“All day long, as we surf the Web, tap at apps or power up our smartphones ... we constantly add to the veins from which data miners pull pure gold,” Brill writes in The Washington Post. “It took the NSA revelations to make concrete what this exchange means: that firms, governments or individuals, without our knowledge or consent, can amass large amounts of private information about people to use for purposes we don’t expect or understand.”
She goes on to urge that people demand more information from data brokers about how they collect and use information. Brill writes that data brokers “learn about us from the cookies that hitch rides as users travel online and from the social media sites where we post everything from home addresses to pictures to magazine subscriptions and store purchases, as well as deeds on file in towns and counties.”
Data brokers then create “dossiers” that are used for retargeting, she says. “These dossiers are the reason that when I log in, I see an ad for suede boots but my son sees the release date for the latest 'Call of Duty' game.”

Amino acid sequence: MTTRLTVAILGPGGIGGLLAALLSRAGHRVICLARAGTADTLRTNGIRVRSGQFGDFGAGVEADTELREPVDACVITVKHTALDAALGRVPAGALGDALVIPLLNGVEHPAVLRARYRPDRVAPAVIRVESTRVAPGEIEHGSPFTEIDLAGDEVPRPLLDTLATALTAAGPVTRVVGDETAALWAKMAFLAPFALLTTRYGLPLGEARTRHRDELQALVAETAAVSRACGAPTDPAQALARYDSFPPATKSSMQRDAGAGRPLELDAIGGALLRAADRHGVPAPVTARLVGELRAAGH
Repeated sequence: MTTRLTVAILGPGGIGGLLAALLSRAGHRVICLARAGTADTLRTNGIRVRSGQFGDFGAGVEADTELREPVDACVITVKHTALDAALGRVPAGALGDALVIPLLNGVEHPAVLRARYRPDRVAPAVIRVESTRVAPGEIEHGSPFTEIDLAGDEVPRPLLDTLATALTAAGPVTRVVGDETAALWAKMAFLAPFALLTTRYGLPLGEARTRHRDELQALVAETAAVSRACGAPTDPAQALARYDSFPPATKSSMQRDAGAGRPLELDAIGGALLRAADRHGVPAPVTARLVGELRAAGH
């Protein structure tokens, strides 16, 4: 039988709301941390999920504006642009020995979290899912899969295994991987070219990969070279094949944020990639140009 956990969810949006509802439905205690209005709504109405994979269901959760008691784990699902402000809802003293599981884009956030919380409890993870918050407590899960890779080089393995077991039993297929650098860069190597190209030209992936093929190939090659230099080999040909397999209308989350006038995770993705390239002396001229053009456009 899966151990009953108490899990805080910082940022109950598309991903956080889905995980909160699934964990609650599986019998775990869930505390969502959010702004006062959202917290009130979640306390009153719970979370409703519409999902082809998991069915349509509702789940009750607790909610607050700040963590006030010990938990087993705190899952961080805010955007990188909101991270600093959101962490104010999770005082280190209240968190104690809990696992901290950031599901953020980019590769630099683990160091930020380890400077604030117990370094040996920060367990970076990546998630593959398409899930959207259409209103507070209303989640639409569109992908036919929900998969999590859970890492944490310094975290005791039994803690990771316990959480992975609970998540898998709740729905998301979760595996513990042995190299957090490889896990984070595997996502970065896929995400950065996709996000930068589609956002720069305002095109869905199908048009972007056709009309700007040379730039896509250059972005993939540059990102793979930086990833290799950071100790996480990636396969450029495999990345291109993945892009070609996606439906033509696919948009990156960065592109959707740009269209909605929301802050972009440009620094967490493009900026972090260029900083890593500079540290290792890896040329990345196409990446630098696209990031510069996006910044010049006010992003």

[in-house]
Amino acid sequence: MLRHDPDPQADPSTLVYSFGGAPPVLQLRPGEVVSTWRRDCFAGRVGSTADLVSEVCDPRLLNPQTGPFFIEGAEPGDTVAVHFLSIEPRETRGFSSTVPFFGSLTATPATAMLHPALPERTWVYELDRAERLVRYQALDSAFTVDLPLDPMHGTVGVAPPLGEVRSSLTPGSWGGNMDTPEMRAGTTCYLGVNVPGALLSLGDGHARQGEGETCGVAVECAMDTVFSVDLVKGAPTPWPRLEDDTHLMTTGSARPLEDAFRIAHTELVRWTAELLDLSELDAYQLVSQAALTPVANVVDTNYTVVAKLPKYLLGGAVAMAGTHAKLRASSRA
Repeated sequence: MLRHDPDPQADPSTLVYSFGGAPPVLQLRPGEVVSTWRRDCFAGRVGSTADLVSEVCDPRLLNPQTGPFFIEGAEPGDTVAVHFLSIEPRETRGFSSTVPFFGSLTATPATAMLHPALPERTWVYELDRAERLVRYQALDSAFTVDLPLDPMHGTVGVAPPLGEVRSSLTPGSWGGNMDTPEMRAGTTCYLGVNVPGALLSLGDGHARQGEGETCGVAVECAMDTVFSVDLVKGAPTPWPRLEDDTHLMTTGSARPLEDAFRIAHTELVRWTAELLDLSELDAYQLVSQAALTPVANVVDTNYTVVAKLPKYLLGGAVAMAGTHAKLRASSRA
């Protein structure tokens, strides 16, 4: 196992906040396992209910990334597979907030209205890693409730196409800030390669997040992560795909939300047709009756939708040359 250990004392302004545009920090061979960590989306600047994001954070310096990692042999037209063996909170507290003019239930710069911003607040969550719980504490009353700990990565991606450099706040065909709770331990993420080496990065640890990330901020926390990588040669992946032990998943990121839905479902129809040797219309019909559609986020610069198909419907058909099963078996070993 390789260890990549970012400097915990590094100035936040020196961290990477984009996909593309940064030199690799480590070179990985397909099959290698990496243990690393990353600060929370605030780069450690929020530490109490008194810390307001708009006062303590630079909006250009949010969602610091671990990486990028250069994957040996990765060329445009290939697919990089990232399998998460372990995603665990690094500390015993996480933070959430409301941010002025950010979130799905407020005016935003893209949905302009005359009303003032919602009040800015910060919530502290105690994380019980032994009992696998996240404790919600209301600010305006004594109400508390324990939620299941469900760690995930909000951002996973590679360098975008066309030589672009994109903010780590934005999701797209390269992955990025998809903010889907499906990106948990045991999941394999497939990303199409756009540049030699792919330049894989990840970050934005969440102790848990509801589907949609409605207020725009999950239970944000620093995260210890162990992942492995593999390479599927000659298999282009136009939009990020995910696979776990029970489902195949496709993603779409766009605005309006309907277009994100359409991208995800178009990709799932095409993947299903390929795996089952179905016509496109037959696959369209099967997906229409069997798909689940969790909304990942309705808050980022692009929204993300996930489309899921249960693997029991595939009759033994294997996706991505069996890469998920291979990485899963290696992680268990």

Brill also makes the claim that this kind of digital information could potentially determine not just the ads that people see but also “what offers we receive, what rates we pay, even what jobs we get.”
Not surprisingly, the Direct Marketing Association doesn't view the situation the same as Brill. On the contrary, DMA President and CEO Linda Woolley accuses Brill of conflating NSA surveillance with data-driven marketing.
“Third-party data use and sharing are essential for business success in today’s information economy,” Woolley says in an open letter to Brill. “Confusing issues of national security and responsible marketing paints an alarmist picture of supposed threats that the collection of marketing data poses to consumers.”
Rachel Thomas, vice president of government affairs for the DMA, adds that the group is in talks with Brill about the best way to improve consumers' understanding of data brokers' practices.
“These kinds of attacks do not help having that kind of productive conversation that we were involved in,” Thomas tells MediaPost. “The conflation of what the NSA does in terms of data practices, and what responsible marketers do, is irresponsible and inaccurate.”